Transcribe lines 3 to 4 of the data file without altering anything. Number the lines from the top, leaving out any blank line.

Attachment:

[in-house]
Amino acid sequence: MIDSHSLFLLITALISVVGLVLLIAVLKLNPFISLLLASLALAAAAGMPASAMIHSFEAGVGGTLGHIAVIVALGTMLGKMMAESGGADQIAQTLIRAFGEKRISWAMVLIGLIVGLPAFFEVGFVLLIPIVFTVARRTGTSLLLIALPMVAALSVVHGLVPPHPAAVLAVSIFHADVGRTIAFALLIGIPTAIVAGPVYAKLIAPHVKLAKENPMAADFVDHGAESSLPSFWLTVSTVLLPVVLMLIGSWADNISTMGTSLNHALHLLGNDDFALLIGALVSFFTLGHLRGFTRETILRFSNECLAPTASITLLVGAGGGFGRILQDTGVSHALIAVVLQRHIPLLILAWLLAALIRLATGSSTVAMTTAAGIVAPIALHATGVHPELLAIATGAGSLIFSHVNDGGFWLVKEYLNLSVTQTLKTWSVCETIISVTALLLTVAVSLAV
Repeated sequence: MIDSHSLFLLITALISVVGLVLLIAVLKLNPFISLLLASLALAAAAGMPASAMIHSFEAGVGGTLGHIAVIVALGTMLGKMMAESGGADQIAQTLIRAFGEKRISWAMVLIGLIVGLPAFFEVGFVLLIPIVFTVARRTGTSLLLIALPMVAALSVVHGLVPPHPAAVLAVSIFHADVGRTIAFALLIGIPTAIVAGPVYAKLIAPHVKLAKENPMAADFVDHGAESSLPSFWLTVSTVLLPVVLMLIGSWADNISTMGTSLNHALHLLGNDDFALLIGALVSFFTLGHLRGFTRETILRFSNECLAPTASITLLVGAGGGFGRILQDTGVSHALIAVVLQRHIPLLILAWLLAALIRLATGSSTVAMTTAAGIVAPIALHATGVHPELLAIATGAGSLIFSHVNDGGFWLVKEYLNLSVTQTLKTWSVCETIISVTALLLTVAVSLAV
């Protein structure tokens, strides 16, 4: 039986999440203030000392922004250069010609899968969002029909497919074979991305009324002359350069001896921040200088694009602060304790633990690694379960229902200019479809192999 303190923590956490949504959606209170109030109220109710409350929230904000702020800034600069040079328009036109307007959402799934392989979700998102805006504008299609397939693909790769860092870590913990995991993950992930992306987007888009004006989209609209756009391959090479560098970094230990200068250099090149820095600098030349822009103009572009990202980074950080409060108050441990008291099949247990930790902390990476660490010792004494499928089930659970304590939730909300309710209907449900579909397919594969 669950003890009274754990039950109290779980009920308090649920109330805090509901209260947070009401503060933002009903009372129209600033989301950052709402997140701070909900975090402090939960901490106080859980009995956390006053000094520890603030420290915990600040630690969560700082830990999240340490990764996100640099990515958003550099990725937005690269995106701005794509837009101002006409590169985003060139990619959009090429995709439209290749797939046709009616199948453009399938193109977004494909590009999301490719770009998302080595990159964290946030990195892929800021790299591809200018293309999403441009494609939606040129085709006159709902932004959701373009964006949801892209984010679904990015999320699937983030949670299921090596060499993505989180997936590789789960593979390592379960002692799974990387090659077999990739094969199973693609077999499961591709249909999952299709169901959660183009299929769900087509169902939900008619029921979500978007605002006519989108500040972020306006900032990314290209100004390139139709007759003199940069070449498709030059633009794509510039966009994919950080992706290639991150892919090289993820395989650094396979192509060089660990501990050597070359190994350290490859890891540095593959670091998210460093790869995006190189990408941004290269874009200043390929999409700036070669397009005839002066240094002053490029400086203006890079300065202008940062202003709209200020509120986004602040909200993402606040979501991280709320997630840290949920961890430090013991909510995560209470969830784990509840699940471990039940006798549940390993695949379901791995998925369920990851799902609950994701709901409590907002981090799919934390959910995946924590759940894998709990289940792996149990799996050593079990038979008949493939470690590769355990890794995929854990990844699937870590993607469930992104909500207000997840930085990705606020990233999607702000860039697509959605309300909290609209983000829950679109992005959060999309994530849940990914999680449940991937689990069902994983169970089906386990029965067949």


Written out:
Repeated sequence: MIDSHSLFLLITALISVVGLVLLIAVLKLNPFISLLLASLALAAAAGMPASAMIHSFEAGVGGTLGHIAVIVALGTMLGKMMAESGGADQIAQTLIRAFGEKRISWAMVLIGLIVGLPAFFEVGFVLLIPIVFTVARRTGTSLLLIALPMVAALSVVHGLVPPHPAAVLAVSIFHADVGRTIAFALLIGIPTAIVAGPVYAKLIAPHVKLAKENPMAADFVDHGAESSLPSFWLTVSTVLLPVVLMLIGSWADNISTMGTSLNHALHLLGNDDFALLIGALVSFFTLGHLRGFTRETILRFSNECLAPTASITLLVGAGGGFGRILQDTGVSHALIAVVLQRHIPLLILAWLLAALIRLATGSSTVAMTTAAGIVAPIALHATGVHPELLAIATGAGSLIFSHVNDGGFWLVKEYLNLSVTQTLKTWSVCETIISVTALLLTVAVSLAV
């Protein structure tokens, strides 16, 4: 039986999440203030000392922004250069010609899968969002029909497919074979991305009324002359350069001896921040200088694009602060304790633990690694379960229902200019479809192999 303190923590956490949504959606209170109030109220109710409350929230904000702020800034600069040079328009036109307007959402799934392989979700998102805006504008299609397939693909790769860092870590913990995991993950992930992306987007888009004006989209609209756009391959090479560098970094230990200068250099090149820095600098030349822009103009572009990202980074950080409060108050441990008291099949247990930790902390990476660490010792004494499928089930659970304590939730909300309710209907449900579909397919594969 669950003890009274754990039950109290779980009920308090649920109330805090509901209260947070009401503060933002009903009372129209600033989301950052709402997140701070909900975090402090939960901490106080859980009995956390006053000094520890603030420290915990600040630690969560700082830990999240340490990764996100640099990515958003550099990725937005690269995106701005794509837009101002006409590169985003060139990619959009090429995709439209290749797939046709009616199948453009399938193109977004494909590009999301490719770009998302080595990159964290946030990195892929800021790299591809200018293309999403441009494609939606040129085709006159709902932004959701373009964006949801892209984010679904990015999320699937983030949670299921090596060499993505989180997936590789789960593979390592379960002692799974990387090659077999990739094969199973693609077999499961591709249909999952299709169901959660183009299929769900087509169902939900008619029921979500978007605002006519989108500040972020306006900032990314290209100004390139139709007759003199940069070449498709030059633009794509510039966009994919950080992706290639991150892919090289993820395989650094396979192509060089660990501990050597070359190994350290490859890891540095593959670091998210460093790869995006190189990408941004290269874009200043390929999409700036070669397009005839002066240094002053490029400086203006890079300065202008940062202003709209200020509120986004602040909200993402606040979501991280709320997630840290949920961890430090013991909510995560209470969830784990509840699940471990039940006798549940390993695949379901791995998925369920990851799902609950994701709901409590907002981090799919934390959910995946924590759940894998709990289940792996149990799996050593079990038979008949493939470690590769355990890794995929854990990844699937870590993607469930992104909500207000997840930085990705606020990233999607702000860039697509959605309300909290609209983000829950679109992005959060999309994530849940990914999680449940991937689990069902994983169970089906386990029965067949």